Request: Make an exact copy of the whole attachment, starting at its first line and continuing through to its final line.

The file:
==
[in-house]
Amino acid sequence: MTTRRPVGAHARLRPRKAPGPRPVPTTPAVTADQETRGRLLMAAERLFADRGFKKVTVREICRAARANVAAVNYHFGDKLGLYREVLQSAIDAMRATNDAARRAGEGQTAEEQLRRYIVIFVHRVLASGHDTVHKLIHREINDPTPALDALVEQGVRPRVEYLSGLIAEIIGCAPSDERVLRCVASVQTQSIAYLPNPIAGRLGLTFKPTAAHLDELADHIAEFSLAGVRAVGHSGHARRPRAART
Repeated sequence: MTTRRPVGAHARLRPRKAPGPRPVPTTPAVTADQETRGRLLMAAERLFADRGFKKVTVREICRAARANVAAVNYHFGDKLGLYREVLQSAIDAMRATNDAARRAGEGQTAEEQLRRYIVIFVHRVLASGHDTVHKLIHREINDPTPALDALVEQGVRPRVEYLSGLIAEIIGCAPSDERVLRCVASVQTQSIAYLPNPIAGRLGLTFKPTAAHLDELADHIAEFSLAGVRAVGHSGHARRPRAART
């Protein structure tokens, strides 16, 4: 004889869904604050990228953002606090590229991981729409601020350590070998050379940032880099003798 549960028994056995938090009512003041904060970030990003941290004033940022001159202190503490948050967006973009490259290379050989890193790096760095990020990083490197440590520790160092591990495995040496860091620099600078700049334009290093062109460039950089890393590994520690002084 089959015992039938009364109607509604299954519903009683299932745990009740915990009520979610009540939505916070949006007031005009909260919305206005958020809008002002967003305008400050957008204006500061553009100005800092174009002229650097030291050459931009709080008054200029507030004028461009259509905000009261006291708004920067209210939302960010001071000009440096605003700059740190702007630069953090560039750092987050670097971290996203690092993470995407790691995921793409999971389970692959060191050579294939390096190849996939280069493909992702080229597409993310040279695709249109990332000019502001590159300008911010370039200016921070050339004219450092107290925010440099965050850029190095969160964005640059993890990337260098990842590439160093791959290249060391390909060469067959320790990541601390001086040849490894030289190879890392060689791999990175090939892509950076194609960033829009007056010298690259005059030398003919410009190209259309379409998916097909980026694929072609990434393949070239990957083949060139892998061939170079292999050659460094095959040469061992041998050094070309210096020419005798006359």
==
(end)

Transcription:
[in-house]
Amino acid sequence: MTTRRPVGAHARLRPRKAPGPRPVPTTPAVTADQETRGRLLMAAERLFADRGFKKVTVREICRAARANVAAVNYHFGDKLGLYREVLQSAIDAMRATNDAARRAGEGQTAEEQLRRYIVIFVHRVLASGHDTVHKLIHREINDPTPALDALVEQGVRPRVEYLSGLIAEIIGCAPSDERVLRCVASVQTQSIAYLPNPIAGRLGLTFKPTAAHLDELADHIAEFSLAGVRAVGHSGHARRPRAART
Repeated sequence: MTTRRPVGAHARLRPRKAPGPRPVPTTPAVTADQETRGRLLMAAERLFADRGFKKVTVREICRAARANVAAVNYHFGDKLGLYREVLQSAIDAMRATNDAARRAGEGQTAEEQLRRYIVIFVHRVLASGHDTVHKLIHREINDPTPALDALVEQGVRPRVEYLSGLIAEIIGCAPSDERVLRCVASVQTQSIAYLPNPIAGRLGLTFKPTAAHLDELADHIAEFSLAGVRAVGHSGHARRPRAART
């Protein structure tokens, strides 16, 4: 004889869904604050990228953002606090590229991981729409601020350590070998050379940032880099003798 549960028994056995938090009512003041904060970030990003941290004033940022001159202190503490948050967006973009490259290379050989890193790096760095990020990083490197440590520790160092591990495995040496860091620099600078700049334009290093062109460039950089890393590994520690002084 089959015992039938009364109607509604299954519903009683299932745990009740915990009520979610009540939505916070949006007031005009909260919305206005958020809008002002967003305008400050957008204006500061553009100005800092174009002229650097030291050459931009709080008054200029507030004028461009259509905000009261006291708004920067209210939302960010001071000009440096605003700059740190702007630069953090560039750092987050670097971290996203690092993470995407790691995921793409999971389970692959060191050579294939390096190849996939280069493909992702080229597409993310040279695709249109990332000019502001590159300008911010370039200016921070050339004219450092107290925010440099965050850029190095969160964005640059993890990337260098990842590439160093791959290249060391390909060469067959320790990541601390001086040849490894030289190879890392060689791999990175090939892509950076194609960033829009007056010298690259005059030398003919410009190209259309379409998916097909980026694929072609990434393949070239990957083949060139892998061939170079292999050659460094095959040469061992041998050094070309210096020419005798006359």